We then move on to more delicious methods of igniting your divine spark, from lipstick prayers scribbled on a bathroom mirror to trusting your intuition when choosing a job, from learning how to read spiritual signposts in everyday life to practicing more mindful meditation. We’ll discuss what it means to become more present in the moment, more sexually conscious and more self-aware, along with tips on deciphering your nightly dreams and how to avoid becoming overly attached to those new jeans. We’ll go deep and talk about the need to question your fondest beliefs and strip away things in life that inhibit your potential. It’s all about paradox, mystery, meditation, sexuality long walks, and momentous haircuts. It’s about becoming more self-expressive and spiritually transgressive and laughing our way to the end. It’s blasphemy made fun, made sacred, made useful.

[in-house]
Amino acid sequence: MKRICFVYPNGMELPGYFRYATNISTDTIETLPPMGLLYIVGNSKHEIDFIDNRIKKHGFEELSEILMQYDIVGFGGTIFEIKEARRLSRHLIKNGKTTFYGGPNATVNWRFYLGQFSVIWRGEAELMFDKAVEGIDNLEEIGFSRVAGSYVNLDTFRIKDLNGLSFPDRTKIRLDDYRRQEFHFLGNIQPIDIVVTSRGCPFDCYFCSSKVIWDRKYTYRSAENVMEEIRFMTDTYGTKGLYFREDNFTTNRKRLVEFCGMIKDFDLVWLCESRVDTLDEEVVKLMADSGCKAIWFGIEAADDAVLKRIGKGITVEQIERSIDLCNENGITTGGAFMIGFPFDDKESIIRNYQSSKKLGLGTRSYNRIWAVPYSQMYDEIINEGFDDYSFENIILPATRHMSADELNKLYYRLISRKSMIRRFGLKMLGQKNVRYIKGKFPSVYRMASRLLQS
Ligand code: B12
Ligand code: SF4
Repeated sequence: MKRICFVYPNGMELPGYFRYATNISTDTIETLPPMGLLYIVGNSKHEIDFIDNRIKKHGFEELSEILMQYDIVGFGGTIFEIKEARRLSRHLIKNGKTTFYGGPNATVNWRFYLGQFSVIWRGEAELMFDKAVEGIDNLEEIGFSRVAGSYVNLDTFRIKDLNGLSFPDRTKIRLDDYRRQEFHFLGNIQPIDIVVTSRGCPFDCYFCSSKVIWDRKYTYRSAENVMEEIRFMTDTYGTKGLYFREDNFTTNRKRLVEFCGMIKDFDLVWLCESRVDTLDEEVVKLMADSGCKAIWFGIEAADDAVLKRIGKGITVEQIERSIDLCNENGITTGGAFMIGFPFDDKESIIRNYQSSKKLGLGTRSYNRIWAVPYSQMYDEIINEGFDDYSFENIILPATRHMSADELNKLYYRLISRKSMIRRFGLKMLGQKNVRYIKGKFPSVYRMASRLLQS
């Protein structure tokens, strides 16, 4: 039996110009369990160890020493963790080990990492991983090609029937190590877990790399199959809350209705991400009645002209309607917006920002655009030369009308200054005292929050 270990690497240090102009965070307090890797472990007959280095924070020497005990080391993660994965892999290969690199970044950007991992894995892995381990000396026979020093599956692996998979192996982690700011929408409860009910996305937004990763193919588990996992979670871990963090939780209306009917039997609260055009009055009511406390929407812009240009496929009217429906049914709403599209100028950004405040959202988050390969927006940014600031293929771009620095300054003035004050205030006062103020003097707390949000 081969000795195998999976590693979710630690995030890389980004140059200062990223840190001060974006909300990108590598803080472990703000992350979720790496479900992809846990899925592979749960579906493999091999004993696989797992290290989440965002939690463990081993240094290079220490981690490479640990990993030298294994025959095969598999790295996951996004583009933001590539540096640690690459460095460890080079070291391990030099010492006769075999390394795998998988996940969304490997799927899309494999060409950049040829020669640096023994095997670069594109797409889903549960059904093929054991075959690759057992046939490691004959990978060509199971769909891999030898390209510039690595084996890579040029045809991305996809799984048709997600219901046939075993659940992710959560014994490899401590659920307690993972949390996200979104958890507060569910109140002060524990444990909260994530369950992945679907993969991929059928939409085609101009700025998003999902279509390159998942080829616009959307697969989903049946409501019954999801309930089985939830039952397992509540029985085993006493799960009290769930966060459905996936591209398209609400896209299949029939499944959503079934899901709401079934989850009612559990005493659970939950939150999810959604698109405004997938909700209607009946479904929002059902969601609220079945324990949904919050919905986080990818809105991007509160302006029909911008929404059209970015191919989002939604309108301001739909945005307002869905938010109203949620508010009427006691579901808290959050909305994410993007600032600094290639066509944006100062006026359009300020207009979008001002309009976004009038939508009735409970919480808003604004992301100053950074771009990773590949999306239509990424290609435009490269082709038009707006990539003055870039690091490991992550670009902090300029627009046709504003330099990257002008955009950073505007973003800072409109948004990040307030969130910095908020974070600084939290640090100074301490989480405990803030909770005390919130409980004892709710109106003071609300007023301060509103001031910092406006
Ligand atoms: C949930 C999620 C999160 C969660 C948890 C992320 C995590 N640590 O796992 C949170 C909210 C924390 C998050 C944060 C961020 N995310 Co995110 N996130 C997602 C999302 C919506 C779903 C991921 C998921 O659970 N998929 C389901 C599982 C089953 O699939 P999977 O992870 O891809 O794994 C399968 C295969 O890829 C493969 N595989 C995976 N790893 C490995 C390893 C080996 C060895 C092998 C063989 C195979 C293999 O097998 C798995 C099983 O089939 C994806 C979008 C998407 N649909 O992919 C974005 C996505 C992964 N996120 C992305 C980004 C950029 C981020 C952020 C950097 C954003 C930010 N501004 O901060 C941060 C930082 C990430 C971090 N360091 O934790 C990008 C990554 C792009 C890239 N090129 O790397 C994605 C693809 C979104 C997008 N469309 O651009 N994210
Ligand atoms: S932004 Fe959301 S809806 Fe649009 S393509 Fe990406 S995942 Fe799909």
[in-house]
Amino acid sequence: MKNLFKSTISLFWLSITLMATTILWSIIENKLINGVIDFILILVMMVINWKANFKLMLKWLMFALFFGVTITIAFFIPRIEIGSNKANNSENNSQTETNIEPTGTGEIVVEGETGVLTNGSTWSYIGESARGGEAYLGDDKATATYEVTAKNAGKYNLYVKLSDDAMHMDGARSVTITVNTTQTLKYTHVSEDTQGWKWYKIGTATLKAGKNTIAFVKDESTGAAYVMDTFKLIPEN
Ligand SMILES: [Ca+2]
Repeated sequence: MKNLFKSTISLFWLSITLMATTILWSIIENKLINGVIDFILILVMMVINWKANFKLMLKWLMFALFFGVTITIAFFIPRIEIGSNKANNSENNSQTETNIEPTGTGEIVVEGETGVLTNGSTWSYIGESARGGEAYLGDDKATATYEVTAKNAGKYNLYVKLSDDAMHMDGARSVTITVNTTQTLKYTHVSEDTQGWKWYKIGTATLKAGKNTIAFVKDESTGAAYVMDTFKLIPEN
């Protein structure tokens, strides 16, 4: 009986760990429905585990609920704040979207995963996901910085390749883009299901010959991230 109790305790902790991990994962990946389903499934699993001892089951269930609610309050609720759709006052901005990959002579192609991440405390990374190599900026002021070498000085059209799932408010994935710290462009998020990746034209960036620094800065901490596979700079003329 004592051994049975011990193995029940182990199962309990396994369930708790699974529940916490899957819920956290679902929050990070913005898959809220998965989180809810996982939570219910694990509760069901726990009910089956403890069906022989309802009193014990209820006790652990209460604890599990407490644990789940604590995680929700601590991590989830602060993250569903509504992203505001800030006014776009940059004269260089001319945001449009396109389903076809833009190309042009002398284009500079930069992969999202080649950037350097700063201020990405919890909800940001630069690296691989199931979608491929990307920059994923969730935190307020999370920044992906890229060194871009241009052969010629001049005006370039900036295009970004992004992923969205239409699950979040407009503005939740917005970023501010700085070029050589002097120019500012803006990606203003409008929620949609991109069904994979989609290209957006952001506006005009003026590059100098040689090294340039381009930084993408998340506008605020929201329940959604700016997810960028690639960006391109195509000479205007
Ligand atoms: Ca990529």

Of course, these are big topics. Each chapter of this book has the potential to be a full book in itself—and in fact, your local bookstore is full of them. This obviously isn’t Ten Simple Steps to Total Everlasting Bliss. The ideas covered here are simply entry points. More than anything, The Red Book’s objective is to coax new questions out of you, so you can turn around and start actively looking for your own answers. And then you can start sharing them with the rest of us.